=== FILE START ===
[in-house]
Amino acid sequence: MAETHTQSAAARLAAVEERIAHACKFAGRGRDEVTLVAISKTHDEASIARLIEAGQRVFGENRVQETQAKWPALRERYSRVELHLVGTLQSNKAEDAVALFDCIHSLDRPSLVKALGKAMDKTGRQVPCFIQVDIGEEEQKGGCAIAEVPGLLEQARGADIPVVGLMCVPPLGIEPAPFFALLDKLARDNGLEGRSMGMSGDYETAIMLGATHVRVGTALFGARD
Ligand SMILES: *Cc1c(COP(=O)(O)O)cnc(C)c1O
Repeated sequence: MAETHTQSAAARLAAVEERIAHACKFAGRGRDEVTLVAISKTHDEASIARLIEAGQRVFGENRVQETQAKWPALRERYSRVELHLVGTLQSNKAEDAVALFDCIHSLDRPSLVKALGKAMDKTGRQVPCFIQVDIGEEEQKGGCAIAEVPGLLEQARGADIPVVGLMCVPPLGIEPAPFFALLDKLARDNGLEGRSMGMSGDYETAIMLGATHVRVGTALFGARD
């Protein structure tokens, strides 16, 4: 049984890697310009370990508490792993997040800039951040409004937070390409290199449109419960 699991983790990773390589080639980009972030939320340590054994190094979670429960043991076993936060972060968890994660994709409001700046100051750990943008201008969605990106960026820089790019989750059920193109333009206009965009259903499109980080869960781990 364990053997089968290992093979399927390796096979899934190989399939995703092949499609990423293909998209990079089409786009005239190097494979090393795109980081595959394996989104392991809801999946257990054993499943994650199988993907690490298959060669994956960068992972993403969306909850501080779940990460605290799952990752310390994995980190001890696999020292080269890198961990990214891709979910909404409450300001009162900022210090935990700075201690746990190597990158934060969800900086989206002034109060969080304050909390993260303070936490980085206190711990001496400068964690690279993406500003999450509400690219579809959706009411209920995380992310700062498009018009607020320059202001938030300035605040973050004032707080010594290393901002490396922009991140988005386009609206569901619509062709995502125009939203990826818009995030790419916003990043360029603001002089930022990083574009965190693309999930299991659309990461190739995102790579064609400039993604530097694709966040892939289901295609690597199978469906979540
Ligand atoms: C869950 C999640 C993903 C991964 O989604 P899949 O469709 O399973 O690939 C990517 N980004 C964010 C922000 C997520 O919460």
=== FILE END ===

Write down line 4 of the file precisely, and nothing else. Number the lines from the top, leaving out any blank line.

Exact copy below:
Repeated sequence: MAETHTQSAAARLAAVEERIAHACKFAGRGRDEVTLVAISKTHDEASIARLIEAGQRVFGENRVQETQAKWPALRERYSRVELHLVGTLQSNKAEDAVALFDCIHSLDRPSLVKALGKAMDKTGRQVPCFIQVDIGEEEQKGGCAIAEVPGLLEQARGADIPVVGLMCVPPLGIEPAPFFALLDKLARDNGLEGRSMGMSGDYETAIMLGATHVRVGTALFGARD